According to the syllabus, PSYC 289, also known as Psychology as a Natural Science, is one of the two first-year introductory psychology courses. This course “introduces the broad areas of biological bases of behaviour, sensation and perception, learning and memory, and variations in consciousness,” and is mandatory for students in AU’s psychology programs. It has no prerequisites.
Psychology as a Natural Science has eight timed quizzes, each covering one of the eight units and one final exam covering the entire course. The eight units exactly correspond to chapters within the physical textbook and the comprehensive study aid that students will receive.
The first unit, “The Evolution of Psychology: From Speculation to Science” covers how psychology developed over the years. This unit covers everything from psychology’s founder, Wilhelm Wundt, to significant influencers, such as John B. Watson, William James, Carl Rogers, B.F. Skinner, and Sigmund Freud. It also covers psychology’s job paths and its different research areas while helping students “develop study habits” and their “critical thinking skills.”
The second unit covers psychology’s research methods and procedures, including basic descriptive statistics (MATH 215 would help), experimental research, the scientific approach, descriptive/correlation research, the common flaws in research, and the “issues with internet-mediated research.”
The third and fourth units cover the body’s biological systems, such as the nervous system and the senses, with the third unit being one of the more information intense units in the course.
The last four units in the course look at how our brain works in various states, including asleep, drugged, awake, learning, dealing with memory or language, or solving problems, to name a few.
Dr. Andrew Chiarella, the coordinator for PSYC 289 “joined Athabasca University in 2009 after completing his doctorate in Educational Psychology at McGill University.” He is also the coordinator for two Educational Psychology courses, EDPY 200 and EDPY 310.
Chiarella gives a thorough description of the course, stating “psychology as a natural science (PSYC 289) is one of two introductory courses at AU, with the other being PSYC 290. It provides students with an overview of the history of psychology and the research methods psychologists typically use. As psychology consists of many sub-disciplines that focus on very different phenomena and that use different methods, this course just focuses on those from biological, perceptual, cognitive, and behavioural psychology. For a complete overview of the discipline students are encouraged to also take PSYC 290.”
Chiarella continues, “the course covers a lot of content over eight units; therefore, students should be ready to spend several hours per unit reading the text and preparing notes about the main topics in their own words. The study guide provides additional insight about the key topics. Study questions, learning activities, and self-tests are also included so students can ensure they understand the material and test themselves before moving on to the next unit.”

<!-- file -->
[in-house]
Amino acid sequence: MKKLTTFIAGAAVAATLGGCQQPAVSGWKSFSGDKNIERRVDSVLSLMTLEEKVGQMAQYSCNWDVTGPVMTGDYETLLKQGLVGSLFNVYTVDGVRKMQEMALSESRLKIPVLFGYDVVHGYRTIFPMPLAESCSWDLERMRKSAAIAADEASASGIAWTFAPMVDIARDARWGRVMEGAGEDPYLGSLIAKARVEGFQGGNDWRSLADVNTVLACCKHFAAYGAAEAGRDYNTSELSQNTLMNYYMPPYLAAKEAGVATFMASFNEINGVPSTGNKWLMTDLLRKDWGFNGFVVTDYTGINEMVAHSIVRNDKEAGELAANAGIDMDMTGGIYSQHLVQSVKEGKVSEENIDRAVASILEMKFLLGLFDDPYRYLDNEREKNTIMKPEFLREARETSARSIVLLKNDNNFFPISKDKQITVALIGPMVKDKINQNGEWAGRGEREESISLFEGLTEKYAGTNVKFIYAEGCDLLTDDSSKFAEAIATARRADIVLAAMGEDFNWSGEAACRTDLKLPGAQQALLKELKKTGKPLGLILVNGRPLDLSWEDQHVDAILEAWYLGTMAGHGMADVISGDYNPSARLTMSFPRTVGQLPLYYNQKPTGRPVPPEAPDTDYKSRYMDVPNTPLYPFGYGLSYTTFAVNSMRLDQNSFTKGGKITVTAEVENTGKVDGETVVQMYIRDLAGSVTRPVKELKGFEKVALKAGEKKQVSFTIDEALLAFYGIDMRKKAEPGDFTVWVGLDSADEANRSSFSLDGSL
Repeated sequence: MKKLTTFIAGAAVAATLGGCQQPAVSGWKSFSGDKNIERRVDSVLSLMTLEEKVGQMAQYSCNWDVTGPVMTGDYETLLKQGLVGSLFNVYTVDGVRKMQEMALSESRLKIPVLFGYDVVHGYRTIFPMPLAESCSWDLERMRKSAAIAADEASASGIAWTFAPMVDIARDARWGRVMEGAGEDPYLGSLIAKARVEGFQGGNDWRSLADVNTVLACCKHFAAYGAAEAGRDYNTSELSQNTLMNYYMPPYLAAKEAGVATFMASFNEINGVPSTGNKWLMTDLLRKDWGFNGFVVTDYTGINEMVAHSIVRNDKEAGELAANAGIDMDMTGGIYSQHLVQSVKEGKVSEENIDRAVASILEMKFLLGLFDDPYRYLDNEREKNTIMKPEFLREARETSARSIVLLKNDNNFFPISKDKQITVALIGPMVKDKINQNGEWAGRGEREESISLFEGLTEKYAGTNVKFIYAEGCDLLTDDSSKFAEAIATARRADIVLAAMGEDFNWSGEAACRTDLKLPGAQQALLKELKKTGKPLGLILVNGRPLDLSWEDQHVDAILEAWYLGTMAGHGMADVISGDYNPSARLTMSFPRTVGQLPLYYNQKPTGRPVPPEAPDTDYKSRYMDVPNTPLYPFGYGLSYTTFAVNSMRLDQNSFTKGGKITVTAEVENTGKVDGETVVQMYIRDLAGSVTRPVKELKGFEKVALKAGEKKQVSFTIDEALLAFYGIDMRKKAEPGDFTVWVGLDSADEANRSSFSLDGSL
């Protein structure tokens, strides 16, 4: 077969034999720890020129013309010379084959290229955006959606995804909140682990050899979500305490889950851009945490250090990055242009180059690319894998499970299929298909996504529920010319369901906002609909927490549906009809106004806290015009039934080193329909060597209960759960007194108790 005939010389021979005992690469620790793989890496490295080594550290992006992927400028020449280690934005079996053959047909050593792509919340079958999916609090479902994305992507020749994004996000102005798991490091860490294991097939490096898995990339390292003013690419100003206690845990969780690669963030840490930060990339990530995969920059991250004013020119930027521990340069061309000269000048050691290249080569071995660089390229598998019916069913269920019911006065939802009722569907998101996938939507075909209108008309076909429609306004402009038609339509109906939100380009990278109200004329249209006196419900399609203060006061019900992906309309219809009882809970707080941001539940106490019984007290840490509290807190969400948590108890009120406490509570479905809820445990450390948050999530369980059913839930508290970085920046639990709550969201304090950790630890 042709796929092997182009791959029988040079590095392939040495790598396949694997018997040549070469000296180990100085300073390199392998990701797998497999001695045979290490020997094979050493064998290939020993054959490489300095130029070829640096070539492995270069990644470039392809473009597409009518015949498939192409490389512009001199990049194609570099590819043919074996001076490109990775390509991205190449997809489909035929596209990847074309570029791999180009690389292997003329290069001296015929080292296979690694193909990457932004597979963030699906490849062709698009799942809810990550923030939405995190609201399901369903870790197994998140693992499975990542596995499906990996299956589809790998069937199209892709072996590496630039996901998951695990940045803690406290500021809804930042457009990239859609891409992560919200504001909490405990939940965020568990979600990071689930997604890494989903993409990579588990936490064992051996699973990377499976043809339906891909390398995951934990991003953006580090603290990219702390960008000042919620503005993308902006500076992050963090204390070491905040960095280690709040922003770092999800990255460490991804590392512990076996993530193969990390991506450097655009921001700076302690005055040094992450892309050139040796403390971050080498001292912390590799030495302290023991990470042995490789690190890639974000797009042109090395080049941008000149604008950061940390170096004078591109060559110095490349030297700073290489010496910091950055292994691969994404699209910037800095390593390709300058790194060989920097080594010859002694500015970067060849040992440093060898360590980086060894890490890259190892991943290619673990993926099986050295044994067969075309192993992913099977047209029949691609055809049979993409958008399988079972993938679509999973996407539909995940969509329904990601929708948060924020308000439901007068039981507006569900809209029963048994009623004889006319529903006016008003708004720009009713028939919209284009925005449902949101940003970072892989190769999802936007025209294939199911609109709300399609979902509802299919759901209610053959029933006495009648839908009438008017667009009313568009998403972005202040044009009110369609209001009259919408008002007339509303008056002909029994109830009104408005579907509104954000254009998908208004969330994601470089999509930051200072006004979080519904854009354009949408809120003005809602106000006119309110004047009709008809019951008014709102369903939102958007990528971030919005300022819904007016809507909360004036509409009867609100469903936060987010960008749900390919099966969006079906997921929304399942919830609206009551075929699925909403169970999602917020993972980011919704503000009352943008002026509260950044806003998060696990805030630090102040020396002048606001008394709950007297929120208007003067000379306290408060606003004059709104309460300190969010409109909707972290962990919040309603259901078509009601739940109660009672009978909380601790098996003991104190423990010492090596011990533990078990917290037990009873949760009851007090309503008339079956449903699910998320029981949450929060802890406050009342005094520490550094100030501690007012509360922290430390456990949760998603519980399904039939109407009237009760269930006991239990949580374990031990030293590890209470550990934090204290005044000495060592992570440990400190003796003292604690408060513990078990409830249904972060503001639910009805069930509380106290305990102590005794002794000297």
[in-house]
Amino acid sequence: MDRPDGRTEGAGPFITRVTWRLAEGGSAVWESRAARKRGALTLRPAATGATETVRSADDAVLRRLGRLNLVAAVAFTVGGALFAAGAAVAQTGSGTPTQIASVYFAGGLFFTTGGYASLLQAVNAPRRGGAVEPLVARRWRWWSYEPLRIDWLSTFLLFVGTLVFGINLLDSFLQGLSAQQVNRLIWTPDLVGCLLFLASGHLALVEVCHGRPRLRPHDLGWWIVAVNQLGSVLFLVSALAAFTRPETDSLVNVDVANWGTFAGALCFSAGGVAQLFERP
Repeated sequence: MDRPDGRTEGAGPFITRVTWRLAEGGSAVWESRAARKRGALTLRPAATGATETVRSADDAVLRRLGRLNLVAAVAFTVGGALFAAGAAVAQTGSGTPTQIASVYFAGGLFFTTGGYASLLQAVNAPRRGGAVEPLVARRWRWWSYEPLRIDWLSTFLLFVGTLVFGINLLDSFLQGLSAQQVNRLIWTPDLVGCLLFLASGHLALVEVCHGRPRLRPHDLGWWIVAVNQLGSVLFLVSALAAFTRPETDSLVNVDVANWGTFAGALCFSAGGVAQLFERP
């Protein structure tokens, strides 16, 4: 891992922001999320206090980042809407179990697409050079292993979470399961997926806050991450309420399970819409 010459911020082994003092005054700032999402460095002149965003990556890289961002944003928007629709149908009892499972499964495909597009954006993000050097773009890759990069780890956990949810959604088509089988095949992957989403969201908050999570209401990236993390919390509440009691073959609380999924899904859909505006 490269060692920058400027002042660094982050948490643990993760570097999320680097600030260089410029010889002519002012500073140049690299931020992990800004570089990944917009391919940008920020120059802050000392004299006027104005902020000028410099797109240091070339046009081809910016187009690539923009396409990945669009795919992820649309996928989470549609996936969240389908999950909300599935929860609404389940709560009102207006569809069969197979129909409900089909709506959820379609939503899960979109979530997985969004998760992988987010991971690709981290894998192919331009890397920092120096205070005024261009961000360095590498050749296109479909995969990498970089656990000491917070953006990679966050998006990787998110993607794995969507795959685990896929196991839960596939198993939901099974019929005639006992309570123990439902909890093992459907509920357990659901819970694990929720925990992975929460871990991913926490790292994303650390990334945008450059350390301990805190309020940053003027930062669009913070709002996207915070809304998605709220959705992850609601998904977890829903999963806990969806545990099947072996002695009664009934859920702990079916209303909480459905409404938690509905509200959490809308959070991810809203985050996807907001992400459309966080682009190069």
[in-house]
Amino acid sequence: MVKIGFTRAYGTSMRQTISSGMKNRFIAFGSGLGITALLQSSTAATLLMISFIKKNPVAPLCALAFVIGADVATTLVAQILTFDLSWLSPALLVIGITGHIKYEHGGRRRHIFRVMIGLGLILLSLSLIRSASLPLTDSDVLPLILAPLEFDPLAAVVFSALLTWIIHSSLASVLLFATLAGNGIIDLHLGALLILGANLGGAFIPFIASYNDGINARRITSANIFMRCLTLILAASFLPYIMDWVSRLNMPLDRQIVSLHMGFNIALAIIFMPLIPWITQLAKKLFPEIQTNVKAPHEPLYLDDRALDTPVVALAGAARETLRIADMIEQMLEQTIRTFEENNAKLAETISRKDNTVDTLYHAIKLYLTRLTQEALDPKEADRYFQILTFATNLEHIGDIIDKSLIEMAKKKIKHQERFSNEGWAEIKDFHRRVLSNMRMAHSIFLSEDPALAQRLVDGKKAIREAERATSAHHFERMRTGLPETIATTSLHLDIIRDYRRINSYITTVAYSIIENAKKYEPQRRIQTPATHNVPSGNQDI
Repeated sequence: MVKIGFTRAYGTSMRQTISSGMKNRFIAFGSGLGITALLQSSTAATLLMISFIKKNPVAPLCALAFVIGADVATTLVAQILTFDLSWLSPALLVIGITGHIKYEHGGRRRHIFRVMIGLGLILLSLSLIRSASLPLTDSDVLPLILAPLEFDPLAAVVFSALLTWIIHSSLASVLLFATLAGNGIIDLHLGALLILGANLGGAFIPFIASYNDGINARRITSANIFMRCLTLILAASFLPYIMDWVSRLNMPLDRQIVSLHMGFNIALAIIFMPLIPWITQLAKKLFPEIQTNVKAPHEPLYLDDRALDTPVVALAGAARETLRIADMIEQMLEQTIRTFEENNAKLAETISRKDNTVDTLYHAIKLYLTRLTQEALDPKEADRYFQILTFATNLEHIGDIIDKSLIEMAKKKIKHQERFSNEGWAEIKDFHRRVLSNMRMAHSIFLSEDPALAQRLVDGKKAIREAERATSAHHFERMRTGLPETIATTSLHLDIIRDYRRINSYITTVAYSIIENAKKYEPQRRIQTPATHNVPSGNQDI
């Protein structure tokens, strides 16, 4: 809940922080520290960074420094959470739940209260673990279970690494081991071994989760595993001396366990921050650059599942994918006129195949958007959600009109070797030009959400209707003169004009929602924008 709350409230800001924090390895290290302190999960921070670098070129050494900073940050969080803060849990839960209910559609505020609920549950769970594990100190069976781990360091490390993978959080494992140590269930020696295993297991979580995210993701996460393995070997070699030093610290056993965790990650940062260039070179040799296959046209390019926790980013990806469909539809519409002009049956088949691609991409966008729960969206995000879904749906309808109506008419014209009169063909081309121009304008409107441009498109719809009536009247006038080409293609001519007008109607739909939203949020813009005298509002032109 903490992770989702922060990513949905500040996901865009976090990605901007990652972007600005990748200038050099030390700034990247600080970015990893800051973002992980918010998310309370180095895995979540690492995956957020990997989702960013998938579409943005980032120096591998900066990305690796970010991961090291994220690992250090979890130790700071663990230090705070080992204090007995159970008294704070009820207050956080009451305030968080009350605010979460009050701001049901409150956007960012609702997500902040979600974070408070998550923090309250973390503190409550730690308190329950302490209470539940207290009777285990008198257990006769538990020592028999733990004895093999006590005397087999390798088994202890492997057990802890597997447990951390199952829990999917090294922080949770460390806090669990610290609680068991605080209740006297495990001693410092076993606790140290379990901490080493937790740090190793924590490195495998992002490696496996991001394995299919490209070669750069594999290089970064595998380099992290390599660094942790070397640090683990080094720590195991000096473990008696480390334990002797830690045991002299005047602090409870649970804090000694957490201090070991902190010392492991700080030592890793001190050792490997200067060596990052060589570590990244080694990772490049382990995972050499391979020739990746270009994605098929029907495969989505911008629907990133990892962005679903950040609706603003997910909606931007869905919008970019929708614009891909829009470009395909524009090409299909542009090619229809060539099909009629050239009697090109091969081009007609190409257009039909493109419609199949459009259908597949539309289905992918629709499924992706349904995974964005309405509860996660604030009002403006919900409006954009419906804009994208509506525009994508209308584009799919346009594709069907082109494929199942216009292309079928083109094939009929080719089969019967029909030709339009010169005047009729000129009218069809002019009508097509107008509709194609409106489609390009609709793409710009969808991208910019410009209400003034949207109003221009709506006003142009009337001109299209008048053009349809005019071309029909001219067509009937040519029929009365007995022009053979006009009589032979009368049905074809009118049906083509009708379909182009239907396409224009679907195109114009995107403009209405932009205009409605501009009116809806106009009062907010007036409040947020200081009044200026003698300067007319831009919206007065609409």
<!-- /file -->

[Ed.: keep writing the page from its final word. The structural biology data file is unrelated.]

When asked who he could recommend this course to, he stated “the course is suitable for students from a variety of majors. Upon completing the course students should have a better understanding of how human behaviour and mental processes can be studied in a scientific way. They will also know about some of the more significant and well-studied phenomena and the theories used to explain them from biopsychology (neuroscience), perception, cognition (memory, language, reasoning), and learning. Students also participate in a research study (but they may opt out) and through that learn about how studies are conducted and the rights they have as research participants.”
When I requested feedback from students, Tina Martin and Kym Edinborough-Capuska gave me their opinions. Tina stated that “it was heavy on reading and memorizing definitions; however, it was not an overly challenging class.” Kym added “this was my first course with AU. I feel it gave me a good sense of what to expect from future courses, as well as a solid foundation for my degree.”
From personally taking this course, I agree with them both. Many nights were spent staying up late reading multiple information-intensive chapters and memorizing what felt like an endless number of definitions; however, I found nothing difficult to understand and the textbook was laid out very well. Within the textbook, students will notice bold text that highlights what is fundamentally important for the quizzes and the final exam, though to get above a passing grade you will have to read beyond those bold sections. Luckily, the course’s workload is small!
For those students interested in taking the other first-year introductory psychology course, PSYC 290, the course continues with the same textbook and study aid as PSYC 289—giving you the opportunity to get ahead on readings before your course contract start date.
Whether PSYC 289 is a requirement for your program or it is just a general interest of yours, it is an interesting course that will have you feeling accomplished when completed.